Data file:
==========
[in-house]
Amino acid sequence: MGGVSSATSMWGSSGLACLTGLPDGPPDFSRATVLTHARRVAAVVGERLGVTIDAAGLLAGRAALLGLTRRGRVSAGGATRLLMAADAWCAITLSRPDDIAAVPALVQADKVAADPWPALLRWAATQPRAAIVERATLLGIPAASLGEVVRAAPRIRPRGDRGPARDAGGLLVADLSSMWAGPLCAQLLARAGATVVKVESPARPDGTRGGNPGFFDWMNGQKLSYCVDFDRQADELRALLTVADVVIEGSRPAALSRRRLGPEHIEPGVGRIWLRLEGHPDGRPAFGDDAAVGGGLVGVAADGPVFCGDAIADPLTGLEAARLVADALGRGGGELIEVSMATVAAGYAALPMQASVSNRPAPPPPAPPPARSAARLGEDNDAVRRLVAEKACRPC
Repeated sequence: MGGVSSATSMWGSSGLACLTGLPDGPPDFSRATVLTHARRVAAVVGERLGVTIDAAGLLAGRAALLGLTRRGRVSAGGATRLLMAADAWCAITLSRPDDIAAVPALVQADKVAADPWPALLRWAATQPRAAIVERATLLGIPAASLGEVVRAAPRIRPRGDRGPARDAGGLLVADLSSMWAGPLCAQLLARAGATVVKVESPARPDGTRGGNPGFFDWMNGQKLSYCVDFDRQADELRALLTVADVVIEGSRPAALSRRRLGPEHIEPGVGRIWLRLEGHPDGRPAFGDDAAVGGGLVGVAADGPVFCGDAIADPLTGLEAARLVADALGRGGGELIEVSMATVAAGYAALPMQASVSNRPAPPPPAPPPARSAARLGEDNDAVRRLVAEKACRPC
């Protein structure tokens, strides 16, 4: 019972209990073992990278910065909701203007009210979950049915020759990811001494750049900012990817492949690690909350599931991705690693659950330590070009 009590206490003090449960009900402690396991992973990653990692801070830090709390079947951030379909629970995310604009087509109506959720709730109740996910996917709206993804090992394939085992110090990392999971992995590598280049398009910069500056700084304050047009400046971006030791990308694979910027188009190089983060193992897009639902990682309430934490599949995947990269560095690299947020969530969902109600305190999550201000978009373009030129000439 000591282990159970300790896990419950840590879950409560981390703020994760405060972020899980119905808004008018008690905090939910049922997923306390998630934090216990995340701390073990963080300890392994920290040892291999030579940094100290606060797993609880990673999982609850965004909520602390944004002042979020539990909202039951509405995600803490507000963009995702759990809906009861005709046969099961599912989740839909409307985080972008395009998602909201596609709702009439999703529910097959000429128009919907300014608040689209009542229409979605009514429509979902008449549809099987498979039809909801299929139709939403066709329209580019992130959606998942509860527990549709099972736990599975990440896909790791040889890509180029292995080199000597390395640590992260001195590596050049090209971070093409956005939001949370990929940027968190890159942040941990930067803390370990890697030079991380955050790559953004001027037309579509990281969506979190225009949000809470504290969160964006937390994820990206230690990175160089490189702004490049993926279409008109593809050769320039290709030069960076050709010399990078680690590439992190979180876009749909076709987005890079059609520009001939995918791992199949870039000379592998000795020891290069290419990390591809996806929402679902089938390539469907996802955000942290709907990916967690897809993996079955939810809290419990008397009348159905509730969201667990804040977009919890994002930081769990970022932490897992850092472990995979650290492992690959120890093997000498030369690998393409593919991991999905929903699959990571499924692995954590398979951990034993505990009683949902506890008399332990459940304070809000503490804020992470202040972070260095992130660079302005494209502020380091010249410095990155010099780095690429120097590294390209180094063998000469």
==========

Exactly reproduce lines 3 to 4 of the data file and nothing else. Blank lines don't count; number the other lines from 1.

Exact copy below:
Repeated sequence: MGGVSSATSMWGSSGLACLTGLPDGPPDFSRATVLTHARRVAAVVGERLGVTIDAAGLLAGRAALLGLTRRGRVSAGGATRLLMAADAWCAITLSRPDDIAAVPALVQADKVAADPWPALLRWAATQPRAAIVERATLLGIPAASLGEVVRAAPRIRPRGDRGPARDAGGLLVADLSSMWAGPLCAQLLARAGATVVKVESPARPDGTRGGNPGFFDWMNGQKLSYCVDFDRQADELRALLTVADVVIEGSRPAALSRRRLGPEHIEPGVGRIWLRLEGHPDGRPAFGDDAAVGGGLVGVAADGPVFCGDAIADPLTGLEAARLVADALGRGGGELIEVSMATVAAGYAALPMQASVSNRPAPPPPAPPPARSAARLGEDNDAVRRLVAEKACRPC
């Protein structure tokens, strides 16, 4: 019972209990073992990278910065909701203007009210979950049915020759990811001494750049900012990817492949690690909350599931991705690693659950330590070009 009590206490003090449960009900402690396991992973990653990692801070830090709390079947951030379909629970995310604009087509109506959720709730109740996910996917709206993804090992394939085992110090990392999971992995590598280049398009910069500056700084304050047009400046971006030791990308694979910027188009190089983060193992897009639902990682309430934490599949995947990269560095690299947020969530969902109600305190999550201000978009373009030129000439 000591282990159970300790896990419950840590879950409560981390703020994760405060972020899980119905808004008018008690905090939910049922997923306390998630934090216990995340701390073990963080300890392994920290040892291999030579940094100290606060797993609880990673999982609850965004909520602390944004002042979020539990909202039951509405995600803490507000963009995702759990809906009861005709046969099961599912989740839909409307985080972008395009998602909201596609709702009439999703529910097959000429128009919907300014608040689209009542229409979605009514429509979902008449549809099987498979039809909801299929139709939403066709329209580019992130959606998942509860527990549709099972736990599975990440896909790791040889890509180029292995080199000597390395640590992260001195590596050049090209971070093409956005939001949370990929940027968190890159942040941990930067803390370990890697030079991380955050790559953004001027037309579509990281969506979190225009949000809470504290969160964006937390994820990206230690990175160089490189702004490049993926279409008109593809050769320039290709030069960076050709010399990078680690590439992190979180876009749909076709987005890079059609520009001939995918791992199949870039000379592998000795020891290069290419990390591809996806929402679902089938390539469907996802955000942290709907990916967690897809993996079955939810809290419990008397009348159905509730969201667990804040977009919890994002930081769990970022932490897992850092472990995979650290492992690959120890093997000498030369690998393409593919991991999905929903699959990571499924692995954590398979951990034993505990009683949902506890008399332990459940304070809000503490804020992470202040972070260095992130660079302005494209502020380091010249410095990155010099780095690429120097590294390209180094063998000469």